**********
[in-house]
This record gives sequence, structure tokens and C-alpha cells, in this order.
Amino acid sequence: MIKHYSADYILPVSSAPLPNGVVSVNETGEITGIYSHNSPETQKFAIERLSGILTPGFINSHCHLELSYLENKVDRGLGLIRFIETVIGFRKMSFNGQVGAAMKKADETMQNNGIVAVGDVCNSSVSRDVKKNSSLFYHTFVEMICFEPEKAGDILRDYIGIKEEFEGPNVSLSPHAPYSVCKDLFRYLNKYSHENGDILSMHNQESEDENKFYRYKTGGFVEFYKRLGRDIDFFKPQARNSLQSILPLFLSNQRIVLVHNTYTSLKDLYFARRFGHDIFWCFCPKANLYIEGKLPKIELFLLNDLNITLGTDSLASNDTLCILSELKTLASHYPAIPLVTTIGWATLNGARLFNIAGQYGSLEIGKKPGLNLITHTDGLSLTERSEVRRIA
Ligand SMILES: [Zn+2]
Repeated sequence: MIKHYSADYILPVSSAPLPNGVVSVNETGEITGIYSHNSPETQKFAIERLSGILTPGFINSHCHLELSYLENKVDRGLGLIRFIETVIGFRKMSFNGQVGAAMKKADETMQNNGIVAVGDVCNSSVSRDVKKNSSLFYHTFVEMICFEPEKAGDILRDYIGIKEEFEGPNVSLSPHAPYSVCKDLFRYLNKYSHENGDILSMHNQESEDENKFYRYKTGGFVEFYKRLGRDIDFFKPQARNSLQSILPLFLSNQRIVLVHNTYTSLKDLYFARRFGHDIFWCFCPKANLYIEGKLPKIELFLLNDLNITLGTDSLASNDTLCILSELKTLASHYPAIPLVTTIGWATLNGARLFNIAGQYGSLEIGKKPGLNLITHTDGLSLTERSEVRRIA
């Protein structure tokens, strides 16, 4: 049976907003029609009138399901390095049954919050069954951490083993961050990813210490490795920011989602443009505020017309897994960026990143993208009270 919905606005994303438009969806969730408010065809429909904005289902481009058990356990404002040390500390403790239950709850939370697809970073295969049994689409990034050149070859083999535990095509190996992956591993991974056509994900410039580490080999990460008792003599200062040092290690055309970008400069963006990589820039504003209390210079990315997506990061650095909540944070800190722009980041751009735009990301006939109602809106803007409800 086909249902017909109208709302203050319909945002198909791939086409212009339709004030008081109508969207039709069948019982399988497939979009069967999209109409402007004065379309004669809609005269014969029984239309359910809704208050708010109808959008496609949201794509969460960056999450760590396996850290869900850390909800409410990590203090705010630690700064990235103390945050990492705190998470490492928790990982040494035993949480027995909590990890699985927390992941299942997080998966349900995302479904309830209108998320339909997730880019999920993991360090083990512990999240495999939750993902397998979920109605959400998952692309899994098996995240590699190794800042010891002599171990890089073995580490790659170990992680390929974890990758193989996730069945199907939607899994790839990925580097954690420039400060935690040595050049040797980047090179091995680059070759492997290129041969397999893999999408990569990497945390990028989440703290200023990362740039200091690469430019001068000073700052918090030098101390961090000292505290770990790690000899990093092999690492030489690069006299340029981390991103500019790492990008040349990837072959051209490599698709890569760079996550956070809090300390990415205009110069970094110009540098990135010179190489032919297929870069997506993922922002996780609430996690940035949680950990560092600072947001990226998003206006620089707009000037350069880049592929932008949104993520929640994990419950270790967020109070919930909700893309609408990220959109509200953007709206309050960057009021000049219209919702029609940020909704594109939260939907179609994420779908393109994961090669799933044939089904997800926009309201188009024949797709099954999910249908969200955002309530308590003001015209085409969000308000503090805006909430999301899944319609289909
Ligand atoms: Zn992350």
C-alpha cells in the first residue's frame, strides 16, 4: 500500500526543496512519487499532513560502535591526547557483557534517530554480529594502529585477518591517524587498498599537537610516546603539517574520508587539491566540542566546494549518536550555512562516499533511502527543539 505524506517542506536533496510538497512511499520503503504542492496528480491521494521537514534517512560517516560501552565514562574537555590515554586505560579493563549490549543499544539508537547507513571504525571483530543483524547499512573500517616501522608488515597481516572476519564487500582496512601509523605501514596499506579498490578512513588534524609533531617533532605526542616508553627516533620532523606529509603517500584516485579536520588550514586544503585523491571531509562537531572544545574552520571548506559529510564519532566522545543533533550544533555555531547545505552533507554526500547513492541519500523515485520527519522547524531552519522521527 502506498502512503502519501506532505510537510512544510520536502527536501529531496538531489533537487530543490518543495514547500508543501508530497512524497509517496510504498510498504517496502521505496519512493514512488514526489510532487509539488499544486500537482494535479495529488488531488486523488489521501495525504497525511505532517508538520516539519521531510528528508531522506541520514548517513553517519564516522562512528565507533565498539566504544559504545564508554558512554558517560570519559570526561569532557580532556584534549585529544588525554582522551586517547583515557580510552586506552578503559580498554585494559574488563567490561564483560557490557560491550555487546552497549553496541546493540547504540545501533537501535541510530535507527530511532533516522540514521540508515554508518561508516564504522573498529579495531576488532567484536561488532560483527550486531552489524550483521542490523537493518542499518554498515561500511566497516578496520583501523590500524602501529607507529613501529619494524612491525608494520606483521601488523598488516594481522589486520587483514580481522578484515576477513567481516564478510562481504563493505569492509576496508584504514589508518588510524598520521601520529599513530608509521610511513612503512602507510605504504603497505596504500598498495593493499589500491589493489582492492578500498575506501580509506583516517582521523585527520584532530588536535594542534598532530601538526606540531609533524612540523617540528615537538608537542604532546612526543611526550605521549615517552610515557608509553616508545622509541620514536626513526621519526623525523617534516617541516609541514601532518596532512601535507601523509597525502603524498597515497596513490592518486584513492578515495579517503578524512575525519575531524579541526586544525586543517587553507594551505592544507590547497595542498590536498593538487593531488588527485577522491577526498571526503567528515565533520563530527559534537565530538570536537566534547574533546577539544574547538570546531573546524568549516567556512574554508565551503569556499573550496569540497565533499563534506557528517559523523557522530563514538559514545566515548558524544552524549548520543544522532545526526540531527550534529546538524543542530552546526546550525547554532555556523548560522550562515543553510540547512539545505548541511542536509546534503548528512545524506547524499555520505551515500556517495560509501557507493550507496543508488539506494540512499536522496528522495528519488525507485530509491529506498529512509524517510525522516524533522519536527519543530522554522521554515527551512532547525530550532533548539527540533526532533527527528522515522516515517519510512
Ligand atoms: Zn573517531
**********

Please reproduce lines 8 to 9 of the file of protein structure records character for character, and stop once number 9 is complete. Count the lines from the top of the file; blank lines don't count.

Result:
C-alpha cells in the first residue's frame, strides 16, 4: 500500500526543496512519487499532513560502535591526547557483557534517530554480529594502529585477518591517524587498498599537537610516546603539517574520508587539491566540542566546494549518536550555512562516499533511502527543539 505524506517542506536533496510538497512511499520503503504542492496528480491521494521537514534517512560517516560501552565514562574537555590515554586505560579493563549490549543499544539508537547507513571504525571483530543483524547499512573500517616501522608488515597481516572476519564487500582496512601509523605501514596499506579498490578512513588534524609533531617533532605526542616508553627516533620532523606529509603517500584516485579536520588550514586544503585523491571531509562537531572544545574552520571548506559529510564519532566522545543533533550544533555555531547545505552533507554526500547513492541519500523515485520527519522547524531552519522521527 502506498502512503502519501506532505510537510512544510520536502527536501529531496538531489533537487530543490518543495514547500508543501508530497512524497509517496510504498510498504517496502521505496519512493514512488514526489510532487509539488499544486500537482494535479495529488488531488486523488489521501495525504497525511505532517508538520516539519521531510528528508531522506541520514548517513553517519564516522562512528565507533565498539566504544559504545564508554558512554558517560570519559570526561569532557580532556584534549585529544588525554582522551586517547583515557580510552586506552578503559580498554585494559574488563567490561564483560557490557560491550555487546552497549553496541546493540547504540545501533537501535541510530535507527530511532533516522540514521540508515554508518561508516564504522573498529579495531576488532567484536561488532560483527550486531552489524550483521542490523537493518542499518554498515561500511566497516578496520583501523590500524602501529607507529613501529619494524612491525608494520606483521601488523598488516594481522589486520587483514580481522578484515576477513567481516564478510562481504563493505569492509576496508584504514589508518588510524598520521601520529599513530608509521610511513612503512602507510605504504603497505596504500598498495593493499589500491589493489582492492578500498575506501580509506583516517582521523585527520584532530588536535594542534598532530601538526606540531609533524612540523617540528615537538608537542604532546612526543611526550605521549615517552610515557608509553616508545622509541620514536626513526621519526623525523617534516617541516609541514601532518596532512601535507601523509597525502603524498597515497596513490592518486584513492578515495579517503578524512575525519575531524579541526586544525586543517587553507594551505592544507590547497595542498590536498593538487593531488588527485577522491577526498571526503567528515565533520563530527559534537565530538570536537566534547574533546577539544574547538570546531573546524568549516567556512574554508565551503569556499573550496569540497565533499563534506557528517559523523557522530563514538559514545566515548558524544552524549548520543544522532545526526540531527550534529546538524543542530552546526546550525547554532555556523548560522550562515543553510540547512539545505548541511542536509546534503548528512545524506547524499555520505551515500556517495560509501557507493550507496543508488539506494540512499536522496528522495528519488525507485530509491529506498529512509524517510525522516524533522519536527519543530522554522521554515527551512532547525530550532533548539527540533526532533527527528522515522516515517519510512
Ligand atoms: Zn573517531